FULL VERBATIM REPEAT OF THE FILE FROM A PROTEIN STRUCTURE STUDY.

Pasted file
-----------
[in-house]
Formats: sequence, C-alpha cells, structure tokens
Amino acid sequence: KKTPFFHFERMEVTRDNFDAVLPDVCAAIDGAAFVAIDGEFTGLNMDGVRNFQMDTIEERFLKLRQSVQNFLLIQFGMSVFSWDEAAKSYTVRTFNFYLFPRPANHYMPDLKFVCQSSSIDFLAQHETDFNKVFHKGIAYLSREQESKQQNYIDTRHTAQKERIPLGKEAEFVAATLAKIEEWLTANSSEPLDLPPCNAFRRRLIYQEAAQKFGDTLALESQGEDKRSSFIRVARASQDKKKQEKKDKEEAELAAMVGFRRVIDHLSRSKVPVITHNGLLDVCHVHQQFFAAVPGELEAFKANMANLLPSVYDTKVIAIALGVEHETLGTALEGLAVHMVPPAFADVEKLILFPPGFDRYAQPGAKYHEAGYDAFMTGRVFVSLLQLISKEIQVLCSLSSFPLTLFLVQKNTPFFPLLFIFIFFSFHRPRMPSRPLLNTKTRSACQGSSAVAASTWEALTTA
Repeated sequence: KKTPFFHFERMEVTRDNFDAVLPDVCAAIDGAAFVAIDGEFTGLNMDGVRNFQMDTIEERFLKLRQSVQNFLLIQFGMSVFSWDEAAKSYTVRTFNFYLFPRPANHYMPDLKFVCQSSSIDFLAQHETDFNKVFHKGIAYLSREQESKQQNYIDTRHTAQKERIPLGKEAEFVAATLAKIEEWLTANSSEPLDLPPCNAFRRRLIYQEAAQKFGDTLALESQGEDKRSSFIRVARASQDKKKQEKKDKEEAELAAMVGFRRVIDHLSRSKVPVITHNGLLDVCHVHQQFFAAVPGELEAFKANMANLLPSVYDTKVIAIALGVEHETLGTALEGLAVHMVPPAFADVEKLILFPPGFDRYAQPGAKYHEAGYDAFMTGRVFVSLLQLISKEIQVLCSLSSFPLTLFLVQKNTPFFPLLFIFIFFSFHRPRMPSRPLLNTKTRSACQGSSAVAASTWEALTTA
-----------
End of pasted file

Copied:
[in-house]
Formats: sequence, C-alpha cells, structure tokens
Amino acid sequence: KKTPFFHFERMEVTRDNFDAVLPDVCAAIDGAAFVAIDGEFTGLNMDGVRNFQMDTIEERFLKLRQSVQNFLLIQFGMSVFSWDEAAKSYTVRTFNFYLFPRPANHYMPDLKFVCQSSSIDFLAQHETDFNKVFHKGIAYLSREQESKQQNYIDTRHTAQKERIPLGKEAEFVAATLAKIEEWLTANSSEPLDLPPCNAFRRRLIYQEAAQKFGDTLALESQGEDKRSSFIRVARASQDKKKQEKKDKEEAELAAMVGFRRVIDHLSRSKVPVITHNGLLDVCHVHQQFFAAVPGELEAFKANMANLLPSVYDTKVIAIALGVEHETLGTALEGLAVHMVPPAFADVEKLILFPPGFDRYAQPGAKYHEAGYDAFMTGRVFVSLLQLISKEIQVLCSLSSFPLTLFLVQKNTPFFPLLFIFIFFSFHRPRMPSRPLLNTKTRSACQGSSAVAASTWEALTTA
Repeated sequence: KKTPFFHFERMEVTRDNFDAVLPDVCAAIDGAAFVAIDGEFTGLNMDGVRNFQMDTIEERFLKLRQSVQNFLLIQFGMSVFSWDEAAKSYTVRTFNFYLFPRPANHYMPDLKFVCQSSSIDFLAQHETDFNKVFHKGIAYLSREQESKQQNYIDTRHTAQKERIPLGKEAEFVAATLAKIEEWLTANSSEPLDLPPCNAFRRRLIYQEAAQKFGDTLALESQGEDKRSSFIRVARASQDKKKQEKKDKEEAELAAMVGFRRVIDHLSRSKVPVITHNGLLDVCHVHQQFFAAVPGELEAFKANMANLLPSVYDTKVIAIALGVEHETLGTALEGLAVHMVPPAFADVEKLILFPPGFDRYAQPGAKYHEAGYDAFMTGRVFVSLLQLISKEIQVLCSLSSFPLTLFLVQKNTPFFPLLFIFIFFSFHRPRMPSRPLLNTKTRSACQGSSAVAASTWEALTTA